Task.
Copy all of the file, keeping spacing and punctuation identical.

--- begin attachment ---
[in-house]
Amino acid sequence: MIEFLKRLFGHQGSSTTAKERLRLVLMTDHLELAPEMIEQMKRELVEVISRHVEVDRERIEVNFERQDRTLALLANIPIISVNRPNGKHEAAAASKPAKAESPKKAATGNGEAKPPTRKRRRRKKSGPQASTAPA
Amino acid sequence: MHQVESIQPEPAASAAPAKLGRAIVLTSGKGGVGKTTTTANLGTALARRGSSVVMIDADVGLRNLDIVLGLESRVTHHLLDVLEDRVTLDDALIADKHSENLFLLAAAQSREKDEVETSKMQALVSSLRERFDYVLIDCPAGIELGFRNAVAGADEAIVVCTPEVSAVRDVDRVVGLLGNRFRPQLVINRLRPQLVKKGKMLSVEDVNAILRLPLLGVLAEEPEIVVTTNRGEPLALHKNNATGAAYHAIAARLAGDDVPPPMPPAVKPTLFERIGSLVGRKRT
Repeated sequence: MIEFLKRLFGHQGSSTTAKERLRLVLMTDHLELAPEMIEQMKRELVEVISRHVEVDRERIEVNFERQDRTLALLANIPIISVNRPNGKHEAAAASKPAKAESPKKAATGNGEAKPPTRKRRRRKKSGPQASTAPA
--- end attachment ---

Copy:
[in-house]
Amino acid sequence: MIEFLKRLFGHQGSSTTAKERLRLVLMTDHLELAPEMIEQMKRELVEVISRHVEVDRERIEVNFERQDRTLALLANIPIISVNRPNGKHEAAAASKPAKAESPKKAATGNGEAKPPTRKRRRRKKSGPQASTAPA
Amino acid sequence: MHQVESIQPEPAASAAPAKLGRAIVLTSGKGGVGKTTTTANLGTALARRGSSVVMIDADVGLRNLDIVLGLESRVTHHLLDVLEDRVTLDDALIADKHSENLFLLAAAQSREKDEVETSKMQALVSSLRERFDYVLIDCPAGIELGFRNAVAGADEAIVVCTPEVSAVRDVDRVVGLLGNRFRPQLVINRLRPQLVKKGKMLSVEDVNAILRLPLLGVLAEEPEIVVTTNRGEPLALHKNNATGAAYHAIAARLAGDDVPPPMPPAVKPTLFERIGSLVGRKRT
Repeated sequence: MIEFLKRLFGHQGSSTTAKERLRLVLMTDHLELAPEMIEQMKRELVEVISRHVEVDRERIEVNFERQDRTLALLANIPIISVNRPNGKHEAAAASKPAKAESPKKAATGNGEAKPPTRKRRRRKKSGPQASTAPA